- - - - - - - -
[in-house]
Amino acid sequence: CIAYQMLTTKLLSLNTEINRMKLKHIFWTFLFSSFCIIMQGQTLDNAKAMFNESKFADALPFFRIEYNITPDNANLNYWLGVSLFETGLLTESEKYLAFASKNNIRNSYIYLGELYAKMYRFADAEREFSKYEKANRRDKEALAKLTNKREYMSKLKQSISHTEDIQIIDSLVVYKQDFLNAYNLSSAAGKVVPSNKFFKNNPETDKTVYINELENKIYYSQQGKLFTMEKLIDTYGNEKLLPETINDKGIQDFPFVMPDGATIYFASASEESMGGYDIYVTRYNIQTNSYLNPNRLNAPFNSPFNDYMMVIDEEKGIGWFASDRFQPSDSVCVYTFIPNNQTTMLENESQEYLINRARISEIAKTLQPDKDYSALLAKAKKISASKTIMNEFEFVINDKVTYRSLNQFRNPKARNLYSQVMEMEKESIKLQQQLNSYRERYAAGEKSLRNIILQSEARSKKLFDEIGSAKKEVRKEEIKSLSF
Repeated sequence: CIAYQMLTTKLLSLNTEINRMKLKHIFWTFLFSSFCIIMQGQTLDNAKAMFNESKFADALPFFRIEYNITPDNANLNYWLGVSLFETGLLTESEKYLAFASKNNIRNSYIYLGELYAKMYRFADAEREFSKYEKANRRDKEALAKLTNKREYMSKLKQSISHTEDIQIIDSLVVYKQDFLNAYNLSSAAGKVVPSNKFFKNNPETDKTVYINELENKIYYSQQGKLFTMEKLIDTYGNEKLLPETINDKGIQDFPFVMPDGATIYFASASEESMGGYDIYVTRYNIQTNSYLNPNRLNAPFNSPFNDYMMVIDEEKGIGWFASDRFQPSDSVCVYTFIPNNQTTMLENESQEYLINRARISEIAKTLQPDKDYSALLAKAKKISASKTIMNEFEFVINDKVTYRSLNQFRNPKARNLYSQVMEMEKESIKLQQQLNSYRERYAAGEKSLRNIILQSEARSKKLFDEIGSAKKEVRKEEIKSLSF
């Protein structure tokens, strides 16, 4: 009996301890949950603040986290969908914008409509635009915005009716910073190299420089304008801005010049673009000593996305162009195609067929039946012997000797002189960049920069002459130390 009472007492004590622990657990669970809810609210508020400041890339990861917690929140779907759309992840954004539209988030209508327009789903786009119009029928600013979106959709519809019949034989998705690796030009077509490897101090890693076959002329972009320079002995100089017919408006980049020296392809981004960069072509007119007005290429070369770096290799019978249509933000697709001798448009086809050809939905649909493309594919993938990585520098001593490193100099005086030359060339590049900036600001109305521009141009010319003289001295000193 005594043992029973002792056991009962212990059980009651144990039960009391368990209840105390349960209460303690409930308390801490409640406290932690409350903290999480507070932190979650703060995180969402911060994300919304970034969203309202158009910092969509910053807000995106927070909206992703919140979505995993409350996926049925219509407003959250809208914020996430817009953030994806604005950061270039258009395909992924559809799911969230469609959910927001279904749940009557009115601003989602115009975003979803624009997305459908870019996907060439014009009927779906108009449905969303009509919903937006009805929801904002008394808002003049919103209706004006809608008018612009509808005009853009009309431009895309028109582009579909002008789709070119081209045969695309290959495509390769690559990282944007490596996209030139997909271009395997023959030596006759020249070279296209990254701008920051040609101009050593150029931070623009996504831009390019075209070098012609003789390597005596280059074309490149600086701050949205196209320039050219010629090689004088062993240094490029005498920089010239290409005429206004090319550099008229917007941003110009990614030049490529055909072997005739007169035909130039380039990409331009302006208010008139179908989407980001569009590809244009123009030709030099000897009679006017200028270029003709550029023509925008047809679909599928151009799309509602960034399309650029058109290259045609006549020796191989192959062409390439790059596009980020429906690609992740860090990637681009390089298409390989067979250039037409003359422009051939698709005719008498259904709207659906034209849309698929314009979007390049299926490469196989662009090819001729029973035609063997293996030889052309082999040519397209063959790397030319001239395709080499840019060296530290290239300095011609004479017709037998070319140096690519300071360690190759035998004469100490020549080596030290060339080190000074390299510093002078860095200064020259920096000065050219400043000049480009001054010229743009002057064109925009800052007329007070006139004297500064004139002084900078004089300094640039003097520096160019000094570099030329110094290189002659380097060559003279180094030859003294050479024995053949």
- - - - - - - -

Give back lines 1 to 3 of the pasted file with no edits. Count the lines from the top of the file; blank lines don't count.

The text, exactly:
[in-house]
Amino acid sequence: CIAYQMLTTKLLSLNTEINRMKLKHIFWTFLFSSFCIIMQGQTLDNAKAMFNESKFADALPFFRIEYNITPDNANLNYWLGVSLFETGLLTESEKYLAFASKNNIRNSYIYLGELYAKMYRFADAEREFSKYEKANRRDKEALAKLTNKREYMSKLKQSISHTEDIQIIDSLVVYKQDFLNAYNLSSAAGKVVPSNKFFKNNPETDKTVYINELENKIYYSQQGKLFTMEKLIDTYGNEKLLPETINDKGIQDFPFVMPDGATIYFASASEESMGGYDIYVTRYNIQTNSYLNPNRLNAPFNSPFNDYMMVIDEEKGIGWFASDRFQPSDSVCVYTFIPNNQTTMLENESQEYLINRARISEIAKTLQPDKDYSALLAKAKKISASKTIMNEFEFVINDKVTYRSLNQFRNPKARNLYSQVMEMEKESIKLQQQLNSYRERYAAGEKSLRNIILQSEARSKKLFDEIGSAKKEVRKEEIKSLSF
Repeated sequence: CIAYQMLTTKLLSLNTEINRMKLKHIFWTFLFSSFCIIMQGQTLDNAKAMFNESKFADALPFFRIEYNITPDNANLNYWLGVSLFETGLLTESEKYLAFASKNNIRNSYIYLGELYAKMYRFADAEREFSKYEKANRRDKEALAKLTNKREYMSKLKQSISHTEDIQIIDSLVVYKQDFLNAYNLSSAAGKVVPSNKFFKNNPETDKTVYINELENKIYYSQQGKLFTMEKLIDTYGNEKLLPETINDKGIQDFPFVMPDGATIYFASASEESMGGYDIYVTRYNIQTNSYLNPNRLNAPFNSPFNDYMMVIDEEKGIGWFASDRFQPSDSVCVYTFIPNNQTTMLENESQEYLINRARISEIAKTLQPDKDYSALLAKAKKISASKTIMNEFEFVINDKVTYRSLNQFRNPKARNLYSQVMEMEKESIKLQQQLNSYRERYAAGEKSLRNIILQSEARSKKLFDEIGSAKKEVRKEEIKSLSF